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  • Take Aim: The High Strung Vs. Amy Sciarretto

    Fri, 06 Apr 2012 14:15:50

    Take Aim: The High Strung Vs. Amy Sciarretto - Is it possible? Impossible? With one less "s?"

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    Detroit garage rockers The High Strung are releasing ¿Posible - O - Imposible? on April 17 and in honor of the occasion, lead singer Josh Malerman celebrated by going mano y mano with Amy Sciarretto for this Take Aim rapid fire. He's from Detroit, so he's innately tough, so we knew he could handle it. We liked 'em, as they are known for their song "The Luck You Got," which is featured on Showtime series Shameless. But we fell in love with 'em after this battle round of questions!

    If you were not doing music, you would be doing what?

    This is a no-brainer. Without songs, I'd've got myself a job taking tickets at the Haunted Theater on Mackinac Island (that's a carless island between the Upper and Lower Peninsulas). Then, after having received enough positive comment cards from tourists, I'd work my way up the ladder until I either 1.) owned the place, or 2.) opened my own (preferably closer to Detroit). And in MY "Haunted Palace," visitors would be subjected to all manner of physical mayhem, including rickety bridges that broke when you were halfway across them, dropping you into a marshmallow-like substance from which "things" reached for and black birds soared overhead. I'd also make sure I, the owner, was a part of the attraction. When a tourist reached the end, I'd be there, playing the organ (in a sick suit). I'd give each a simple riddle. And if they got it wrong? Oh no! They'd have to start alllll over again from the start.

    Wow. Simply amazing! Now, can you pick one song on your album and share a story about it - whether it's a writing or a recording story, can be funny, serious, whatever you want. But put us in the moment and tell us something we wouldn't know just by hearing it!

    I've never been one to write songs from an angry point of view. That may sound strange considering I also write horror novels (weird-tales), but for me, songs have always come from either an excited place or (more apt) somewhere strange, by which it gives me a thrill to write an absurdist's tale in the small/claustrophobic confines of a melody with chords. However, hearing the love of my life had got herself engaged to someone else, I went straight to the guitar and angrily started playing. I was thinking this: should I object to her wedding? Like in the movies? Ought I to be the crazed, bearded maniac who rises at the right moment and says, "I, sir, do object! For I love her still!" It felt good to think of things like this. Somewhere in the mess of emotions it struck me that the place she gets married will mean a lot to her. What if, I wondered, I were to be there? Buried? Wouldn't be quite so fun a wedding if my tombstone was there between her and her groom. Morbid thought, sure, but a good chorus erupted and so i went all the way with it. "Buried Where You Get Married" is one of my favorite from ?Posible o' Imposible? if only for respite it gave me from feeling sad. Now that the song is on vinyl (and doesn't sound angry at all, btw), I sometimes feel almost bad about it, like maybe I should have sent her a 'well-wishes' card instead.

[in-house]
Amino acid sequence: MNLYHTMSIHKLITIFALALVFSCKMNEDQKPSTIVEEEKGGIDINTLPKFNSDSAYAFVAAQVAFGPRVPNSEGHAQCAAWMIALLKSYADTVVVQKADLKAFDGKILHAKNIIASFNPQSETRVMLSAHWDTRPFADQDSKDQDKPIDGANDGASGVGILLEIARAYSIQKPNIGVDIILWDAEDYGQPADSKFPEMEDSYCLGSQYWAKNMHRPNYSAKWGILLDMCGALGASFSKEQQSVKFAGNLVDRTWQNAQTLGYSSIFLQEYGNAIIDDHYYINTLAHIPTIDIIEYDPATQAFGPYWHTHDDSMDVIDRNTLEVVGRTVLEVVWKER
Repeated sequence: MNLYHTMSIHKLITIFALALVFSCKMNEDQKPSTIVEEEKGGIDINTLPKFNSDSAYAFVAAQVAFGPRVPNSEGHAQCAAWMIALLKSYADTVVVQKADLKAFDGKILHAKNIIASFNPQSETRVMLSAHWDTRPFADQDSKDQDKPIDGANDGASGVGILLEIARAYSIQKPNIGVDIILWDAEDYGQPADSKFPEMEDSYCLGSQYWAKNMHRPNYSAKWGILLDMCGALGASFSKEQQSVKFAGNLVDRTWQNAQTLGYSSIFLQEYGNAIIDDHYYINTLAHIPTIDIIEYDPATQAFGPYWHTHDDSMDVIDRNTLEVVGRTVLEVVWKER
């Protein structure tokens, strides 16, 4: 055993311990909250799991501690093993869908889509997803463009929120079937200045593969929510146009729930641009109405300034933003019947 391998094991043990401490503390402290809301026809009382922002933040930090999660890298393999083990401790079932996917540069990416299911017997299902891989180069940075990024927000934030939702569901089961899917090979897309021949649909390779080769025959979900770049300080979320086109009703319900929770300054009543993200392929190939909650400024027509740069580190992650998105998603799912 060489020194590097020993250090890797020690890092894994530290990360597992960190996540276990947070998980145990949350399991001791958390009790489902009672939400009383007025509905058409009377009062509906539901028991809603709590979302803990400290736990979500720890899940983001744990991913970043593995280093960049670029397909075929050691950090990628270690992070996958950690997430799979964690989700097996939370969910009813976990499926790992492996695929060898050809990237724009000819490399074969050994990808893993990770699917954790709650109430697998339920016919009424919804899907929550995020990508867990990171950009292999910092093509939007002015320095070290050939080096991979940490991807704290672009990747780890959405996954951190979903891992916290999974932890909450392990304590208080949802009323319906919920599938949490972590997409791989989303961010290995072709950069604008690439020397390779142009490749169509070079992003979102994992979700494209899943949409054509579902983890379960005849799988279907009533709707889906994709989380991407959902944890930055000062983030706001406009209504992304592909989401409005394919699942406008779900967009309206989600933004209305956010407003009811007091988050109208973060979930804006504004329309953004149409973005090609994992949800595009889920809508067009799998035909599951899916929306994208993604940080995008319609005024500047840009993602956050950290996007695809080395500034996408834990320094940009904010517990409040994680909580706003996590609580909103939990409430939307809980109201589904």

How did you hook up Showtime and the theme song to Shameless?

    That was BUG Music, our publisher, who has tirelessly pitched us to film and tv for the run of our careers thus far, despite us probably being a more difficult sell than, say, someone much bigger. It really boils down to a woman who works there and who has total faith in the High Strung and what we're doing. It's a really exciting thing that has happened for us.

    What's your favorite thing about Detroit? Biggest misconception?

    I don't care if this sounds devilish: for me it's the women. Everywhere I look I'm ambushed with beautiful women. In any season, any year. There are a lot of things to like about the area: the bars, the bands, my friends and family, Tom Izzo, the sense of humor, etc. But none of those are quite as fun as talking to a girl, getting all flustered, then drinking all night and talking about how crazy women are. I think the biggest misconception is that Detroit is made up of garage bands. The garage explosion was some 13 years ago. If you think about it, that'd be like talking about 1987 to the bands who broke through in 1999.

    Any non-music hobbies?

    I'll list one for each of us: Derek Berk (drums) works on the movies that come to town. Chad Stocker (bass) takes as much pride in his cooking as he does his basslines. Stephen Palmer (guitar) is... hmmm. I think Stephen puts all his time into his guitar! And I, Josh Malerman, make a tremendous clown at adult parties.

    We love you, Josh! What did you think, readers?

    —Amy Sciarretto

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